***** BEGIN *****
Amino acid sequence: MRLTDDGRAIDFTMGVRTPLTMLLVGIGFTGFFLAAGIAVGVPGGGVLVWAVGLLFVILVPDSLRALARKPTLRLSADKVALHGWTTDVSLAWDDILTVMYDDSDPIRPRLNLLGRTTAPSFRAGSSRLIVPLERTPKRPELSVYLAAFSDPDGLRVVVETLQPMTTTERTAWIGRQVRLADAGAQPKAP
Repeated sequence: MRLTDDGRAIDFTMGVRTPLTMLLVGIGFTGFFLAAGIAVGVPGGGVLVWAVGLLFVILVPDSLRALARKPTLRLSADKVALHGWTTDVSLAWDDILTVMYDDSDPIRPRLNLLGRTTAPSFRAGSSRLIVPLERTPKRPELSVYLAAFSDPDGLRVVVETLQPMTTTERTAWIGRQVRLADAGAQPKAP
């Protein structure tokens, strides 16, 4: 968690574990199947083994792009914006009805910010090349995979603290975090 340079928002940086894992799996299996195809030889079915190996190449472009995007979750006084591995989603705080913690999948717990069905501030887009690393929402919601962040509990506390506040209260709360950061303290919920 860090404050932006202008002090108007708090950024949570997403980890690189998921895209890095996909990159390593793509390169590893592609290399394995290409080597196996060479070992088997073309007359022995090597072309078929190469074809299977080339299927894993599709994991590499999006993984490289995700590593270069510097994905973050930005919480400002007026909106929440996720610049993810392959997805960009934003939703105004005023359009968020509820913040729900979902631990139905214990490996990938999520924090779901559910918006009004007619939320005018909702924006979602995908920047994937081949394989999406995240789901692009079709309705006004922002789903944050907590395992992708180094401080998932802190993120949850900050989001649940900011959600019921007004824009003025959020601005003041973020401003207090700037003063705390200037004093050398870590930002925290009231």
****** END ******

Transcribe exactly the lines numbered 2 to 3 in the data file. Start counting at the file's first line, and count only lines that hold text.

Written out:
Repeated sequence: MRLTDDGRAIDFTMGVRTPLTMLLVGIGFTGFFLAAGIAVGVPGGGVLVWAVGLLFVILVPDSLRALARKPTLRLSADKVALHGWTTDVSLAWDDILTVMYDDSDPIRPRLNLLGRTTAPSFRAGSSRLIVPLERTPKRPELSVYLAAFSDPDGLRVVVETLQPMTTTERTAWIGRQVRLADAGAQPKAP
């Protein structure tokens, strides 16, 4: 968690574990199947083994792009914006009805910010090349995979603290975090 340079928002940086894992799996299996195809030889079915190996190449472009995007979750006084591995989603705080913690999948717990069905501030887009690393929402919601962040509990506390506040209260709360950061303290919920 860090404050932006202008002090108007708090950024949570997403980890690189998921895209890095996909990159390593793509390169590893592609290399394995290409080597196996060479070992088997073309007359022995090597072309078929190469074809299977080339299927894993599709994991590499999006993984490289995700590593270069510097994905973050930005919480400002007026909106929440996720610049993810392959997805960009934003939703105004005023359009968020509820913040729900979902631990139905214990490996990938999520924090779901559910918006009004007619939320005018909702924006979602995908920047994937081949394989999406995240789901692009079709309705006004922002789903944050907590395992992708180094401080998932802190993120949850900050989001649940900011959600019921007004824009003025959020601005003041973020401003207090700037003063705390200037004093050398870590930002925290009231």